On to Chapter Eleven.
CLASSIFICATION OF COMPILATIONS OF INFORMATION*
* This chapter is essentially the same as an article by the author that appeared in Viewpoints, 2, 7–16 (1992), a periodical of the National Classification Management Society, Rockville, Md.
Information is given a security classification when its unauthorized disclosure reasonably could be expected to cause damage to the national security. The classification of information results in unavoidable costs. Because of those classification costs, it is important to classify only information that truly warrants protection and information that can be kept from an adversary.
It might seem obvious that compilations of unclassified items of information should not be classified. When an individual item of information is unclassified, then a decision has been made that this item of information does not need the special kind of protection prescribed for classified information and that the information does not need to be kept from an adversary for national security reasons. If individual items of information are not protected from an adversary, then an adversary can obtain and compile them. Consequently, it would seem that a compilation of items of unclassified information should not be classified when an adversary can independently prepare the same compilation. However, there are many instances where compilations of previously unclassified information have been classified.+
+ For example, compilations of unclassified titles or unclassified summaries of classified DoD projects have sometimes been determined to be classified because trends of classified DoD research and development are thereby revealed. If trends of classified research warrant classification and those trends are revealed by compiling unclassified titles or abstracts of the classified projects, then the titles or abstracts of individual projects should be classified so that the trends are not revealed. Otherwise, there is no way to ensure that an adversary could not obtain the unclassified titles or abstracts and thereby detect those trends.It is important, for two major reasons, not to classify compilations of unclassified information. The first reason is to avoid classification costs when the classified information cannot be protected-- when an adversary can obtain that information by independent, nonespionage efforts. The second reason is to maintain the credibility of the classification program, an important aspect of successful classification policy. It is difficult to maintain classification credibility or to ensure that information that truly warrants protection for national security reasons is protected when information that obviously cannot be protected is nevertheless assigned a classification category and level.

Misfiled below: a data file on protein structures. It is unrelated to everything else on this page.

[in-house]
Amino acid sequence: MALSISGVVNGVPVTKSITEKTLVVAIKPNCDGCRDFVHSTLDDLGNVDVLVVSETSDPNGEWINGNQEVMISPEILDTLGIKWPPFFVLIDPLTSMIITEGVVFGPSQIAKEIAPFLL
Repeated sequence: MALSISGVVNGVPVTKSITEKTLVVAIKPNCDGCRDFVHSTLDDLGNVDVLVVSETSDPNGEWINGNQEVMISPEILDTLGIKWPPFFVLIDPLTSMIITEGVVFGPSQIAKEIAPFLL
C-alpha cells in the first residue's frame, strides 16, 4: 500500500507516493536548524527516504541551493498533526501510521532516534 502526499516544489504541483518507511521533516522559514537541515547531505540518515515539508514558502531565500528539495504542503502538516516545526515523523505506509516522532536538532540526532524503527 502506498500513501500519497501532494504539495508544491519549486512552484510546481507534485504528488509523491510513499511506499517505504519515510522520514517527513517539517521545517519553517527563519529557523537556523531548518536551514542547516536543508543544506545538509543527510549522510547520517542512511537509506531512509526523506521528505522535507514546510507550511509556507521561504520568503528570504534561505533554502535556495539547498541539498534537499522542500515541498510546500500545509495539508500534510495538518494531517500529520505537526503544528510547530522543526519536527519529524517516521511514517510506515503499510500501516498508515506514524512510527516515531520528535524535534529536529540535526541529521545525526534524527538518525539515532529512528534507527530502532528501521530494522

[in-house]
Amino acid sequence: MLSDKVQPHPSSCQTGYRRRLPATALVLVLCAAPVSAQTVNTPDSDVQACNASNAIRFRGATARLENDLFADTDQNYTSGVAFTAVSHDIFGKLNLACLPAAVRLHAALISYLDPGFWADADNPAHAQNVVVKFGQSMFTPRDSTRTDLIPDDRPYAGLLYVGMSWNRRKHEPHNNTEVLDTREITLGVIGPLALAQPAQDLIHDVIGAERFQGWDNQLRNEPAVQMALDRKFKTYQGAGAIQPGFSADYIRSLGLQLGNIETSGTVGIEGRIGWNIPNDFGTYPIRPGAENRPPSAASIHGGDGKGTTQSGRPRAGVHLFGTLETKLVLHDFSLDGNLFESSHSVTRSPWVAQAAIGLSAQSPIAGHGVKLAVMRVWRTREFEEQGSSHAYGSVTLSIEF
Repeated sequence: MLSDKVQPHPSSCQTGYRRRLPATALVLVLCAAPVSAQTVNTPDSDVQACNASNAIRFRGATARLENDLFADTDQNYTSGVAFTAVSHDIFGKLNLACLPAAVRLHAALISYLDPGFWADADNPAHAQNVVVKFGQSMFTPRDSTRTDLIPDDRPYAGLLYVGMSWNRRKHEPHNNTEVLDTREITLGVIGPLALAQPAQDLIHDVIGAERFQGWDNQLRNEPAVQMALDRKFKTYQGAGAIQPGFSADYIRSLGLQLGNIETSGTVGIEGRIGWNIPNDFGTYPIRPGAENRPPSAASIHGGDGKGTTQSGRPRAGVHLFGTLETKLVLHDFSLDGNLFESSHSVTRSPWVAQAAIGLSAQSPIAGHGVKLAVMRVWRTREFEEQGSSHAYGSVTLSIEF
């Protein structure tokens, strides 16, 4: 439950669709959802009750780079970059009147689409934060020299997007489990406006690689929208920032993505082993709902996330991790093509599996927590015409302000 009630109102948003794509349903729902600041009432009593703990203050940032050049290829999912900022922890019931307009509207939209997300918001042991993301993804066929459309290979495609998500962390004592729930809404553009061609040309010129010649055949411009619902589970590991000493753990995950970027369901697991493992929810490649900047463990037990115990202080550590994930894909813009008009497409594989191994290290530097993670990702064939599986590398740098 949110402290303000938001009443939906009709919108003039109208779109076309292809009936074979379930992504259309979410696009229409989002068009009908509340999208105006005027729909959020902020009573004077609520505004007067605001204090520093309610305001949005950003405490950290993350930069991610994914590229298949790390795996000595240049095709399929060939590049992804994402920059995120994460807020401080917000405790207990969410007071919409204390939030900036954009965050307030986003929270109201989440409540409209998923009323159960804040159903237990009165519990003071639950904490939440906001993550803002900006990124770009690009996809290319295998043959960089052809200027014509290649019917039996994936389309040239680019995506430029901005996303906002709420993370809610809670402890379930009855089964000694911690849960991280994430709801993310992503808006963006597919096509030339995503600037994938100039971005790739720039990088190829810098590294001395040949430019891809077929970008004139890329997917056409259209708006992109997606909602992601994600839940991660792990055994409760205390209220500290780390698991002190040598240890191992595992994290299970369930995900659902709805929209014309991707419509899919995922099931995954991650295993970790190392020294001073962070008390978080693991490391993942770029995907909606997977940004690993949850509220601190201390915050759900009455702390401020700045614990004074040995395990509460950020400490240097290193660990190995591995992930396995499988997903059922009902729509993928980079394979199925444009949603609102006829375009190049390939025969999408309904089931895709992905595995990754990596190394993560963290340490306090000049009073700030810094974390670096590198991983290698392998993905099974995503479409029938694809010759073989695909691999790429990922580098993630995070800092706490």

Classification specialists do not agree that compilations of unclassified information should be unclassified in all circumstances. This chapter provides a comprehensive discussion of the classification of compilations of unclassified information. It also examines whether a compilation of many items of information classified at one level (e.g., Confidential) can sometimes be classified at a higher level (e.g., Secret). Finally, this chapter proposes certain rules for use when the classification of compilations of information is being considered.
It should be noted that the classification of information because of its association with other information is a subject different than the classification of compilations of information. Information that is unclassified per se can be classified when it is associated with certain other information (e.g., materials or components that are unclassified per se may be classified when associated with a classified project or hardware item). This chapter's discussion about classification of compiled information assumes that there is no association of information within the compilations that would make the compilations classified. Classification of associations is discussed in Chapter 9.
DEFINITION OF THE TERM COMPILATION
Many of the differences of opinion about the classification of compilations of unclassified information probably are a result of ambiguities from the meaning of "compilation." Some of those differences can therefore be eliminated by defining compilation. In this report, a compilation is defined as an orderly arrangement of preexisting materials (facts, statistics, etc.) gathered from many sources into one document.